July 23, 2011

[Book Review] Where Late the Sweet Birds Sang

by Kate Wilhelm

First published: 1976, Harper & Row (NY)
Awards won: Hugo (1977), Locus (1977)
Notes:  SF Masterworks #67, original cover art by M.C. Escher
Full Disclosure:  I received my review copy of the 1998 Orb/Tom Doherty, Assoc. printing of this novel (ISBN 0312866151, different cover) via the Goodreads First Reads program. 
My rating:  5 out of 5

On one level, Kate Wilhelm’s Hugo-winner Where Late the Sweet Birds Sang is a brilliant and insightful musing on one possible set of implications of cloning.  On another, it is an environmental/ecological cautionary tale.  But at its heart, it is a family saga spanning several generations.  I was immediately charmed by this story’s warmth and humanity. The first few chapters perfectly set the stage for what is to come, introducing the central family at a time when things are mostly normal, a time before the world began to disintegrate and life took on a thousand forms of adversity and complexity. I liked this family, appreciated their strong loyalties and values. I wanted things to go well for them.

But things do not go well, or at least not as planned. Ecological, economic, and environmental turmoil ensues, and the process is wholly believable to a modern reader. Wilhelm was remarkably prescient in her writing, and the book feels neither dated nor far-fetched in its allusions to these societal troubles. She writes as a realist, neither heavy-handed nor preachy. Yet she is unflinching in authenticity, and I was fully convinced that her future is not only plausible, but at least partially probable. This apocalypse makes a bang for the world at large, but in the microcosm of the world of the central family, the effect is more akin to a whisper spreading out through the generations, impossible to ignore, until finally it is the only sound left.

Lest I spoil anything essential, I will only circle around the novel’s plot beyond what is plainly told on a dust jacket synopsis. Due to the aforementioned worldly catastrophes, fertility is drastically impaired – both for animals and humans. One large, extended family, blessed both with resources and the ingenuity of a number of brilliant and resourceful individuals, devises a long-long-term plan to both allow the family to survive and to provide for the clan in the future. The result is the single most insightful, well-rounded, and horrific exploration of the wider implications of cloning I’ve ever encountered, (Kazuo Ishiguro's Never Let Me Go included) as well as a true-ringing exploration of one family's struggle in a post-apocalyptic world. Labeling these people "tenacious" only scratches the surface of their character. I kept hearing Robert A. Heinlein in my head, chanting a litany: "Specialization is for insects." Indeed, specialization is what initially allows the family to survive, through their polymathic panoply of diversely-skilled members. But over time, an almost insect-like efficiency and homogeneity prevails and affords the family the strengths it needs to thrive. (Of course, as things tend to be cyclic in nature, what goes around comes around again...)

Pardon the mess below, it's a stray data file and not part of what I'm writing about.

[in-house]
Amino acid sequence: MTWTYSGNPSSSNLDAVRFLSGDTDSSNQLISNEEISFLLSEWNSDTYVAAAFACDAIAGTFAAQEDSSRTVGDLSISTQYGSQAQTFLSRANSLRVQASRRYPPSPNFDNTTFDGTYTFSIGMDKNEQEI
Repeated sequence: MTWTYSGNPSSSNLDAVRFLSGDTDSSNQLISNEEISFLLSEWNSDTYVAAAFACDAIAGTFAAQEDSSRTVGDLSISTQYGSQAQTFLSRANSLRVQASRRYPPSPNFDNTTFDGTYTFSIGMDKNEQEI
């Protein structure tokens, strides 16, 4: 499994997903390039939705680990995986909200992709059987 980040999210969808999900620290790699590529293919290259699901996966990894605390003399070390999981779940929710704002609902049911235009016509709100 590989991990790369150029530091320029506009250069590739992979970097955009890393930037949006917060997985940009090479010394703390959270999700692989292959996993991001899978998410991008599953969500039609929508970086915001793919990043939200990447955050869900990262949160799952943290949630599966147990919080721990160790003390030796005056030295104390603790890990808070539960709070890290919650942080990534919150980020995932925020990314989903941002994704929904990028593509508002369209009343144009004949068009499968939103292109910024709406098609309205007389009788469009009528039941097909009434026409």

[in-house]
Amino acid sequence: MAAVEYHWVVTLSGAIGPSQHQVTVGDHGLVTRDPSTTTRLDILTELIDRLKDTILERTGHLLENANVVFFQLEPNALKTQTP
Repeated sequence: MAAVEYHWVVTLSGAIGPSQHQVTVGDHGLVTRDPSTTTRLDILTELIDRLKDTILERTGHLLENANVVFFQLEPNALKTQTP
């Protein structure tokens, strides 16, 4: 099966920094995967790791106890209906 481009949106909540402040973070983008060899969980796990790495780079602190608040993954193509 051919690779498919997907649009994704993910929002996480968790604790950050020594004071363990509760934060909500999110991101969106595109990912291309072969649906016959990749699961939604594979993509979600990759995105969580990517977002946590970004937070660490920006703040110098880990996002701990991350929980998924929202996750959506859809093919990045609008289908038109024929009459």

The book is organized into sections focusing on successive generations of the family, and each is at once more alien and more familiar than the last. Wilhelm is adept at engendering empathy in the reader, coaxing you to understand the motives and choices the family must employ, even when those paths seem unthinkable or distasteful. Whatever gets to you on a personal level - a young man struggling with unrequited or lost love, a young woman determined to be independent even at the expense of her heart, a father figure making hard decisions for his family, a woman wanting something better for her child, a boy striving to fit in yet be different, a woman afforded no rights, a scientist desperately seeking solutions, an artist seeing the world differently, a youth determined to make his own path in the world...selfish, selfless, self-sacrificing, self-centered - they're all here, and more. In fact, nearly every conceivable facet of "the self" can be found in the whole of the entity of "the family", filtered through thematic lenses of adaptation vs stagnation, conformity vs self-determination, tradition vs innovation. This is social/anthropological/archetypal science fiction at its absolute best, exploring with unclouded eyes the ability of humanity to endure through adaptation, through re-inventing itself as something new as many times as necessary, to discover, re-discover, and explore territory both new and old, and to finally emerge from its chrysalis reborn, yet perhaps even more fully human than ever.

I feel Kate Wilhelm (perhaps better known in some reader circles for her mysteries) has created an absolute classic of speculative literature which is tragically under-exposed. I was enormously enriched by this reading experience, and I know I will revisit this title again and again over the years, now that its seed has been sown in me. I enthusiastically recommend Where Late the Sweet Birds Sang to all fans of intelligent fiction.

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